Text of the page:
A dear friend of mine – who wants to retain anonymity – wrote a great piece on Afghanistan last week;
Afghanistan is difficult to write about because it is immense, but the gravity of the situation requires comment. America withdraws having not only lost the war, but also its global hegemony and moral clarity. While America twenty years ago was a different country, Afghanistan today is very much the same. We set out to transform Afghanistan, but in fact we are the ones changed.
On the news one sees footage of the Taliban driving into border checkpoints and rural towns, encircling government bastions across the country, and smiling holding captured US weapons. They claim that Afghans are overjoyed at their arrival after 20 years of American occupation. For its part, the Western media publishes articles about the Afghans who lived “under the shield of the US military”, and how athletes, photographers, dancers, teachers, and other “modern” professionals are now in danger. An article in the Guardian celebrating Afghan women who staged an armed protest in defense of their rights exemplifies the tragedy of Western writers, thinkers, and politicians who promote their theories from the safety of their homes to people who face mortal danger for listening to them. It is an awful sin to give people dreams of that which can never be, but Afghanistan has long been a land where hopes are lost.
Guilty like most Americans of having lost interest in the war long ago, only now do I remember the initial invasion, when a just and invincible America retaliated against its attackers. It was an apt event for the turn of the millennium. America was strong, the world was stable, the enemy barbaric. Anything troubling about Afghanistan’s past, about the term “grave of empires”, was dismissed by an exceptional people who had ended history along with the Soviet Union. But our steely-eyed soldiers and multi-million dollar missiles were no match for Afghanistan’s hostile, timeless patience. The invasion went like a rock in water, making a big splash and then falling beneath the surface. With it sunk hundreds of thousands of lives and inestimable wealth in gold, technology, and effort.
It is on this last point that I want to reflect, because although the metaphorical rock becomes invisible to the thrower, it (and the war) remains very real. A war begun with the loftiest of goals – to end terrorism, build a democracy, reorganize Central Asia, and eventually restructure the world – ought to be impossible to forget. And yet somehow we did, as though under a spell, a whole nation “going shopping”, collectively forgetting. Abdicating responsibility while the tanks rolled out.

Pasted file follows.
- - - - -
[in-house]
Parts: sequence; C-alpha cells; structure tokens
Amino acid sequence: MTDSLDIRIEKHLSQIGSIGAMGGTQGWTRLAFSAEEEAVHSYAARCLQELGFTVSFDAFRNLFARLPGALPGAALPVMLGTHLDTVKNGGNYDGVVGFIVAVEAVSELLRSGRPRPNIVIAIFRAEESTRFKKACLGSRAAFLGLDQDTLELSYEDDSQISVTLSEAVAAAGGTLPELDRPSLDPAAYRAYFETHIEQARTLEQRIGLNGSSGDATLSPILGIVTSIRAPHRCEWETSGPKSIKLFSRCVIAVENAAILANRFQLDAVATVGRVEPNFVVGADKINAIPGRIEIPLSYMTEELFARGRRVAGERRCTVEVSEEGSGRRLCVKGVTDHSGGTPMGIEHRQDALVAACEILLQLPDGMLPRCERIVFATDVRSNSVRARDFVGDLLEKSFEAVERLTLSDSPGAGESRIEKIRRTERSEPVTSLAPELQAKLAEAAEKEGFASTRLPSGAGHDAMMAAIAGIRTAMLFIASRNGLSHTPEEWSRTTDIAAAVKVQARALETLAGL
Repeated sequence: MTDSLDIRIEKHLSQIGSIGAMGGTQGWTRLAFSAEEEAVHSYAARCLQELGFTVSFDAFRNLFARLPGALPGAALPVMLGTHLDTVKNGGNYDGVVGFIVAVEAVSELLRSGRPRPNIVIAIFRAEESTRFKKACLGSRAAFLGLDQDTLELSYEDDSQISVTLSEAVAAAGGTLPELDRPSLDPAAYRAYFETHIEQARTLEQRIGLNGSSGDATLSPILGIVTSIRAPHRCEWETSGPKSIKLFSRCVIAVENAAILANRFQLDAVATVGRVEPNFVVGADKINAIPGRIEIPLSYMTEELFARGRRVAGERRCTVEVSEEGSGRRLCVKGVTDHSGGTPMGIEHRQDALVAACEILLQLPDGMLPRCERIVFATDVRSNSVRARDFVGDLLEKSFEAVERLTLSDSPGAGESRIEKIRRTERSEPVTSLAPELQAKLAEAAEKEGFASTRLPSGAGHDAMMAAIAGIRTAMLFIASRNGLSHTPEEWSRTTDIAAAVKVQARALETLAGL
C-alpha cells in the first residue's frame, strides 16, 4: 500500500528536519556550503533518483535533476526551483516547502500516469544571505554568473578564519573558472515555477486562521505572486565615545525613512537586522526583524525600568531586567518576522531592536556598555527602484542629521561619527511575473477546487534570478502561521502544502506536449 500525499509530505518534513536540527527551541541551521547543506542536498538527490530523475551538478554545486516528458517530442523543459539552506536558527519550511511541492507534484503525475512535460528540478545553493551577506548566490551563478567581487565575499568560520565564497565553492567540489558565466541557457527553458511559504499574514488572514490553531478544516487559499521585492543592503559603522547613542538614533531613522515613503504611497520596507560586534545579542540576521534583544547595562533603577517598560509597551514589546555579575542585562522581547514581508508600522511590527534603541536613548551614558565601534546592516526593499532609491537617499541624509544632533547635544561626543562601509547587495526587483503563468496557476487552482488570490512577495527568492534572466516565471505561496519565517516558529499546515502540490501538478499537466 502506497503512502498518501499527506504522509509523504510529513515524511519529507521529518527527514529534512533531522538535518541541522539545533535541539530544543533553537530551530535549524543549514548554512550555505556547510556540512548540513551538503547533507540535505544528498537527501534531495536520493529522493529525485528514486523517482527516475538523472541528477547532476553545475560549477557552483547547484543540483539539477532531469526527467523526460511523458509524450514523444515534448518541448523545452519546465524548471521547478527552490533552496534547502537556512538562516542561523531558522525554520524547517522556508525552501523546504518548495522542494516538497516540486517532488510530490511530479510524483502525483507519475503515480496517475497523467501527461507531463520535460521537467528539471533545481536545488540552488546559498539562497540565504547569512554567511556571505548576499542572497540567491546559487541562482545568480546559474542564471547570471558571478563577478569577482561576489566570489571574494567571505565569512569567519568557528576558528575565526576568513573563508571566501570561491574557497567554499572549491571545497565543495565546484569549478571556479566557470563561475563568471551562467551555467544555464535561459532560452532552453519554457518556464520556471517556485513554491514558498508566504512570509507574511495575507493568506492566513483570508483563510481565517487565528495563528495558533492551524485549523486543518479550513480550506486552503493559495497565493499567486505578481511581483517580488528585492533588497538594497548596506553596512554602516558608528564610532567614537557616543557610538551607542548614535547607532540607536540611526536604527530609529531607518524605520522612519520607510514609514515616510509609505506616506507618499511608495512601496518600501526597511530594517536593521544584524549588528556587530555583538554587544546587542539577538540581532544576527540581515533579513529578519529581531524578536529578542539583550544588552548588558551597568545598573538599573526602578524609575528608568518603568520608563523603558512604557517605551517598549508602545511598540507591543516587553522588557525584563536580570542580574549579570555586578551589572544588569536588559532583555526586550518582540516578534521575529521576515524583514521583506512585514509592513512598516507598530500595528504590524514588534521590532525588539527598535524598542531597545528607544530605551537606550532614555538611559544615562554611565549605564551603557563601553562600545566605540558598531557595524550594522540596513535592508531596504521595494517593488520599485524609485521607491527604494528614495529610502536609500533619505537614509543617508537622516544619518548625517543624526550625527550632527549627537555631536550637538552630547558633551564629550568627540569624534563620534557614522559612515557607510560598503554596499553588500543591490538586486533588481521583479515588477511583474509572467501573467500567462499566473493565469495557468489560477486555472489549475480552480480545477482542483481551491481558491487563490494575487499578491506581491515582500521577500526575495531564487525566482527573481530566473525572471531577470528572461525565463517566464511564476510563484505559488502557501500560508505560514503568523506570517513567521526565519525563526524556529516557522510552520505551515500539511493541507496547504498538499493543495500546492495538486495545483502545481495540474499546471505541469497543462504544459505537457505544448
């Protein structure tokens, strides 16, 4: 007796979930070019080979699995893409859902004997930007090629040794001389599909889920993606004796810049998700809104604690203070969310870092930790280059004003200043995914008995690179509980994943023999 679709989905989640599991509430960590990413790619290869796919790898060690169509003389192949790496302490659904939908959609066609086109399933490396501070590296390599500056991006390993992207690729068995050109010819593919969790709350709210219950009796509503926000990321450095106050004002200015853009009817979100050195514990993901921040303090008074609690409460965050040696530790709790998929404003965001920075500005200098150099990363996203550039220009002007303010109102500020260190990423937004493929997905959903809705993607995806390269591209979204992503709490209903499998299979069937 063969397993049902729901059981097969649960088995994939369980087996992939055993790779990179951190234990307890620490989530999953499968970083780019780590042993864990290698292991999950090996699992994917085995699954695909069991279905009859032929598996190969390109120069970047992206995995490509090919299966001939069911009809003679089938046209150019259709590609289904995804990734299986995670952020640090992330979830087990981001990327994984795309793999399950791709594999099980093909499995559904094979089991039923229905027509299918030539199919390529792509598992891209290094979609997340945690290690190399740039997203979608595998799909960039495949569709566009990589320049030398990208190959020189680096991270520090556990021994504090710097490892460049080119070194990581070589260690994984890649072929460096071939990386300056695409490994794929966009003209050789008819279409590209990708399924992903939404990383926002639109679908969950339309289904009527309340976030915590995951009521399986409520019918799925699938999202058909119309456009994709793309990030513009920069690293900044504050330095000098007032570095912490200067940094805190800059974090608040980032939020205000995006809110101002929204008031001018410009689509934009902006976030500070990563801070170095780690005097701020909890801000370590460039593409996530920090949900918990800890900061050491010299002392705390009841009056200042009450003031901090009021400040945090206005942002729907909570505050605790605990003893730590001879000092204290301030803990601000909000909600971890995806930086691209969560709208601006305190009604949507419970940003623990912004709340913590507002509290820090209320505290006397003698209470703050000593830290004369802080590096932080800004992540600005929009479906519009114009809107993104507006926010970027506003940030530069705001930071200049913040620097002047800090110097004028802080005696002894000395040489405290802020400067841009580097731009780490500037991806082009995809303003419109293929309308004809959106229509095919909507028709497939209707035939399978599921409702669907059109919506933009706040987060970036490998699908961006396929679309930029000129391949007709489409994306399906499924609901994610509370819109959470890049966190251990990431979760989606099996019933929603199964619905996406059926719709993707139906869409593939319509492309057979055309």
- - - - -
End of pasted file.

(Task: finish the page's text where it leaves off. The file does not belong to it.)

Are we so removed from the consequences of our actions that we have lost our ability to weigh them? Do we really think that ignoring our mistakes erases them? How is it possible for a healthy, moral America to fight 20 years of war, forget about it halfway through, and then leave like a thief in the night? These and other questions were not answered by President Biden’s 13 minute and 31 second statement on the US withdrawal. At the heart of this brief jumble of platitudes lay a paradox: We shouldn’t risk more American lives in a conflict we have no reasonable expectation of winning, he said, yet we are confident that the Afghan army can win. This argument is a lie or a delusion, and in either case demonstrates how detached our government has become.
Afghanistan’s future is scary. America is weaker, the Taliban are stronger, and new actors make the region more dangerous and chaotic. I will leave to the experts to describe the geopolitical implications – suffice it to say the threats are larger than ever. If America is to face them and survive as a legitimate global hegemon, it must reckon with its defeat. The generals, politicians, bureaucrats, technologists, businessmen, and development leaders who by their incompetence or corruption perpetuated 20 years of death and waste must be held responsible. Otherwise the link between cause and effect, the same principle we teach our children, will be flagrantly broken exactly where it is needed most – in the halls of power.
This may be nearly impossible given the state of our politics, but if our democracy is worthy of its name then it must be done. If not, we will have imported more of Afghanistan’s culture of corruption, tribalism and petty conflict than they will have adopted of ours. There is no way we can ignore such a colossal failure and remain clear-eyed about the future. We are still in time to avoid one final tragedy of the Afghan war – that we do not learn from it.